Not to be uncharitable, but I’m wary when people who don’t see many movies complain “they don’t make good movies anymore.” True, they don’t make as many good movies as they should (and never have).
As an article in The New Yorker recently observed, people in Hollywood cheerfully set out to intentionally make bad movies every day because they know certain action/horror/teen-comedy formulas work over and over. One of those formulas, sadly, is sadism. Witness the Saw franchise.
But, in general, the more that people who complain about today’s movies talk, it becomes evident they’re just not cut out for the tough stuff that often is in the best movies as well as the worst. They’re not so much complaining about the quality of movies as the presence of violence, sex, nudity, foul language, intentionally provocative themes and a pitch or tone that can get cynical about humanity.
But that’s what life is like. So there hasn’t been much to say to them except “don’t go.”
On the other hand, people who make that complaint — while not always film buffs — often tend to be informed and intelligent, up on current news and the arts. They’re legitimately expressing a desire for movies they can relate to that, while not corny or sentimentally trite, are not edgy for their own sake either.
I think I now understand what they want after seeing Last Chance Harvey. This is the kind of movie we need more of — although not at the expense of a Milk orSlumdog Millionaire or The Wrestler.
Harvey is a sleeper specialty-house hit that stars Dustin Hoffman and Emma Thompson. He is a divorced, aging but still creatively vital American commercial-jingle writer who goes to London for his estranged daughter’s wedding. She is underemployed, conducting surveys at the airport while fielding endless phone calls from a lonely, neurotic mother. They meet and slowly become the answer to each other’s needs.
I’m not making the case for this as deathless cinematic art — as a relationship movie, plot-wise it’s conventional rather than daring like, say, Jules and Jim or even My Best Friend’s Wedding.
There are places it just doesn’t go that a great movie would, although it does that to minimize overstated falsity. (A fellow film critic who generally liked the movie has pointed out that the end lacks a big scene where Hoffman’s Harvey Shine really confides his needs to Thompson’s Kate Walker.) But in a world where Hollywood romantic-relationship movies are artificial and contrived — and often coarse and immature — Last Chance Harvey tries to be respectful of its audience and honest to its characters.
Harvey really ought to be seen by everyone who went to Rachel Getting Married and vice versa. That film, directed by Jonathan Demme from a screenplay by Jenny Lumet, has an intoxicatingly utopian dreamscape of a modern wedding. Yet in the middle is this intruding character (played by Anne Hathaway) filled with several screenplays worth of movie-exaggerated problems.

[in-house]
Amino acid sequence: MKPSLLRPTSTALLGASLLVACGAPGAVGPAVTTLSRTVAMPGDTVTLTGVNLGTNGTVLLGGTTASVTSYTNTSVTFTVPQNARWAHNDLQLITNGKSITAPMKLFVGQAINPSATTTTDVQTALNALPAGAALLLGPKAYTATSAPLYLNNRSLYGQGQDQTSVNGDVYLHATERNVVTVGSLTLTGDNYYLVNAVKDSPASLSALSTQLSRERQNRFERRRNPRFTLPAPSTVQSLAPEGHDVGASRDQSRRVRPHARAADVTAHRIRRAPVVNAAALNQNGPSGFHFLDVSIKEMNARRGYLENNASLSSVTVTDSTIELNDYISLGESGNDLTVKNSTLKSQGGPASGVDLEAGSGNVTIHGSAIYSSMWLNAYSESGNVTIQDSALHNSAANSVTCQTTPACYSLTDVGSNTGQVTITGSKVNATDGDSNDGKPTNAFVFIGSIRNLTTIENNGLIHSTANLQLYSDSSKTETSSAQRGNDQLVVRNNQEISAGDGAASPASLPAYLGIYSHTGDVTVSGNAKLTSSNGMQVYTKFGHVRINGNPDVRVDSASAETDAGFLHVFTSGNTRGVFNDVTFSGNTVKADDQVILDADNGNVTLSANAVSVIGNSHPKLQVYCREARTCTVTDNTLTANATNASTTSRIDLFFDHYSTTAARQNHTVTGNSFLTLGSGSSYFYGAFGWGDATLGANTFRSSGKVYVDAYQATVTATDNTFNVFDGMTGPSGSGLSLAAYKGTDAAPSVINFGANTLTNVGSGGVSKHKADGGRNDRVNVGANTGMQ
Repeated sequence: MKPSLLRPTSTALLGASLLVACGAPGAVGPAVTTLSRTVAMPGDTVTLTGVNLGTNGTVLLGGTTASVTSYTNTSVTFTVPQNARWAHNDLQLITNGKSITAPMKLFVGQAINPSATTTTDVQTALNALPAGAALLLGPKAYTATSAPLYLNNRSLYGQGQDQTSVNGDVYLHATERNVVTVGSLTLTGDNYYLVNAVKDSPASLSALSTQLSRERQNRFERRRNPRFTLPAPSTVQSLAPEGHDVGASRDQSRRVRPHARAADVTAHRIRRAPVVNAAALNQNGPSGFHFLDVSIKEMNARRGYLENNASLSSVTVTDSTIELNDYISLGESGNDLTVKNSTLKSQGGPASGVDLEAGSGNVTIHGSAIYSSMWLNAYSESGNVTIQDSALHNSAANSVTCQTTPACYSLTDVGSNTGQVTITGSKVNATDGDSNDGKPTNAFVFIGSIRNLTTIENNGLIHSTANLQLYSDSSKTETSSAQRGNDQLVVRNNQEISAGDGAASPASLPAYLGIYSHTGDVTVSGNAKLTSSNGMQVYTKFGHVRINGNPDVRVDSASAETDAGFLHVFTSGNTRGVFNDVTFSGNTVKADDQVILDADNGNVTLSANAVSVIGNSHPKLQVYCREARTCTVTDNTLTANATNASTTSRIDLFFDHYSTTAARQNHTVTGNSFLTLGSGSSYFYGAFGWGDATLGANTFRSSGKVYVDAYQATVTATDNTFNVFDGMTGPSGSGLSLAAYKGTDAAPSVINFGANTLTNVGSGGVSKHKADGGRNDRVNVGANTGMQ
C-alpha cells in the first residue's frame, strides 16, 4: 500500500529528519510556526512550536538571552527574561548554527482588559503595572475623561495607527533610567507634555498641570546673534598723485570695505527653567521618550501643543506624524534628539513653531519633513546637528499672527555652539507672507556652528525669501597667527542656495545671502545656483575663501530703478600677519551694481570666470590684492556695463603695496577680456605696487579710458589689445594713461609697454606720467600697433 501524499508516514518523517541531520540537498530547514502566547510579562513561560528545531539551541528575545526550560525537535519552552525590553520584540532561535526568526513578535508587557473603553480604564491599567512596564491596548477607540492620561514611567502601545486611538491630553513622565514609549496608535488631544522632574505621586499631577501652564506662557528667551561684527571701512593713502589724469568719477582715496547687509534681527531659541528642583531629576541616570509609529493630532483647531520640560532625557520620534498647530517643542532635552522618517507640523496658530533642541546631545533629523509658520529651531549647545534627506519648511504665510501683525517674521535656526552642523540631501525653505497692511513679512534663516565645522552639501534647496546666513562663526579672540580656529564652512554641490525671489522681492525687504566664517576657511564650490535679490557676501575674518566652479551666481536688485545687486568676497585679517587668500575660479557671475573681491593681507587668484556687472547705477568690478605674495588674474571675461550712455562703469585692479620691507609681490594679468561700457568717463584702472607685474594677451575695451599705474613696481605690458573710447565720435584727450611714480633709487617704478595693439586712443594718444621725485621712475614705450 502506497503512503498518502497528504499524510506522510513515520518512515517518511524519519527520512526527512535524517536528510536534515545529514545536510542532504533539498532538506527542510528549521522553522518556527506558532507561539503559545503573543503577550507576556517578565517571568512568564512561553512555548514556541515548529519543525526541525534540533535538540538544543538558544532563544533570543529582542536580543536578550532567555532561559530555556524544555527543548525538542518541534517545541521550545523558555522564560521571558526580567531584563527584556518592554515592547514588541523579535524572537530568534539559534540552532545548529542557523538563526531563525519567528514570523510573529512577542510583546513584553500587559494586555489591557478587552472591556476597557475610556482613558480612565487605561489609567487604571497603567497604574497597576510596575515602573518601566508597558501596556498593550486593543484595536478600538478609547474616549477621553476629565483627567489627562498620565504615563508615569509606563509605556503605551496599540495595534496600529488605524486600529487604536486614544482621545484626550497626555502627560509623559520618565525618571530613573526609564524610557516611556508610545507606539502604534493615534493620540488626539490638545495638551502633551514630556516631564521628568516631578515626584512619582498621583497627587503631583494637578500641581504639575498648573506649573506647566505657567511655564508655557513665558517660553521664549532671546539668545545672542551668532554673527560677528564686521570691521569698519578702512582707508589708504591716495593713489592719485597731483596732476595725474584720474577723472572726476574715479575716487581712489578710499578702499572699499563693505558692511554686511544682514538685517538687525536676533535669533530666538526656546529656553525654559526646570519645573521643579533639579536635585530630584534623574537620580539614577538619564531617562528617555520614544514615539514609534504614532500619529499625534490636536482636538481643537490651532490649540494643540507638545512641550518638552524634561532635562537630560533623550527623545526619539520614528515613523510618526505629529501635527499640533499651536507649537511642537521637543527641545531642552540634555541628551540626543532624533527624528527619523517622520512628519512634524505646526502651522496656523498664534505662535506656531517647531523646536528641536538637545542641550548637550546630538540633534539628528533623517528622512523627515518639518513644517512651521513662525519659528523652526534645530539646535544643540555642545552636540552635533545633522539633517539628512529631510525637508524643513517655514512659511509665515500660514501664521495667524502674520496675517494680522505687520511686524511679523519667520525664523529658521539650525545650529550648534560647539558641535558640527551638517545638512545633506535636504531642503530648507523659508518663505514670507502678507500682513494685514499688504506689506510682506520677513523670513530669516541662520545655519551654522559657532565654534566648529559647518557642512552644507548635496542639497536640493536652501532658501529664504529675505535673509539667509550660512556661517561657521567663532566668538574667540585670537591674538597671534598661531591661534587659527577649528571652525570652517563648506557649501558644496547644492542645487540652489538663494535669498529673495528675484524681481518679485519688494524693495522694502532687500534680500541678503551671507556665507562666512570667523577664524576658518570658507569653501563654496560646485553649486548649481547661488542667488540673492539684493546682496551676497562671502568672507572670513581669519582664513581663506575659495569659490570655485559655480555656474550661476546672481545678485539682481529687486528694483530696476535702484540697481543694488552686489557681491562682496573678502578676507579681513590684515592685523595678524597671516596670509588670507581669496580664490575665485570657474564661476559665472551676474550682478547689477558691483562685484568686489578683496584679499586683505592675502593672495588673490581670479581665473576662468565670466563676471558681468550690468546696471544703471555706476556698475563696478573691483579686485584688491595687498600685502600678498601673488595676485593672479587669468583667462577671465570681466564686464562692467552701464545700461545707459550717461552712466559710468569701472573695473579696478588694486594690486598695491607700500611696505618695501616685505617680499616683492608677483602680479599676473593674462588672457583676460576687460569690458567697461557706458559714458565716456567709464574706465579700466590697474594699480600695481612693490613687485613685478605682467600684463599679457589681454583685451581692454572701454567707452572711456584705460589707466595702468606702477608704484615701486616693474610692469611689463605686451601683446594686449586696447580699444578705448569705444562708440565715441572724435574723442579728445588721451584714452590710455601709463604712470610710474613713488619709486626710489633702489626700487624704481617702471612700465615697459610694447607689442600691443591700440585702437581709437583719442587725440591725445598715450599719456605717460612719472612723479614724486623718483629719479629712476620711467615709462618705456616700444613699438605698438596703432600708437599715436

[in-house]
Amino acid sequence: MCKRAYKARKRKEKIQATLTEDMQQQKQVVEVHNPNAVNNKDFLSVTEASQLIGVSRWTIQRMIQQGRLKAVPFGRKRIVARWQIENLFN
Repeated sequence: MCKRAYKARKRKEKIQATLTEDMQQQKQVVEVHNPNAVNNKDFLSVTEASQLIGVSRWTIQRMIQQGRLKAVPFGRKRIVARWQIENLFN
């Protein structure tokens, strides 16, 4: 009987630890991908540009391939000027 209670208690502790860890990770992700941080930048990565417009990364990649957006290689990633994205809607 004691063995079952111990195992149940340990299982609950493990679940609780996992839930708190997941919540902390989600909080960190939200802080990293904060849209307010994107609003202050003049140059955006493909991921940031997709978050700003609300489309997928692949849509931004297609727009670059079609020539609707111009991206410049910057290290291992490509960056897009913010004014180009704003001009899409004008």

Harvey’s wedding scene is far less visionary as cinema, but it’s minus the hype. Feeling pushed away from his daughter (Liane Balaban) by his ex-wife and her husband (Kathy Baker and James Brolin), Harvey responds with a touching speech that is both gracious and holds its ground. It helps that all the other actors are so good and play off Hoffman so well.
We need more movies like Harvey to cover the middle ground. It not only respects actors, it respects their legacy, their back-story. As Mark Harris pointed out in a wonderful Entertainment Weekly essay, that legacy means something when we see them on screen. A 71-year-old Hoffman playing this part, a confused man looking for meaning in life, is imbued with the resonance of The Graduate, Kramer vs. Kramer, Straight Time and all his other “honest” performances. (Less so 49-year-old Thompson, but she does bring instant respect for her accomplishments to date.)
And why can’t other actors of a certain age (Jack Nicholson, Morgan Freeman, Al Pacino, etc.) try similar films rather than the stale and dishonest action pieces and buddy comedies they grind out? Couldn’t Clint Eastwood, for instance, drop the Archie Bunker-with-a-gun macho silliness of Gran Torino in favor of something more revealing? And maybe some of our best middle-aged actresses — Susan Sarandon, Diane Keaton, Harvey’s own Kathy Baker or Rachel’s Debra Winger — could be paired with them?
I’m not just saying we need more movies for older actors and moviegoers. As several critics have noted, Harvey plays like a middle-aged version of one of the most sensitive and honest romantic films of the 1990s, Richard Linklater’s Before Sunrise with Ethan Hawke and Julie Delpy.
That was a young person’s movie. But we need more like that, too.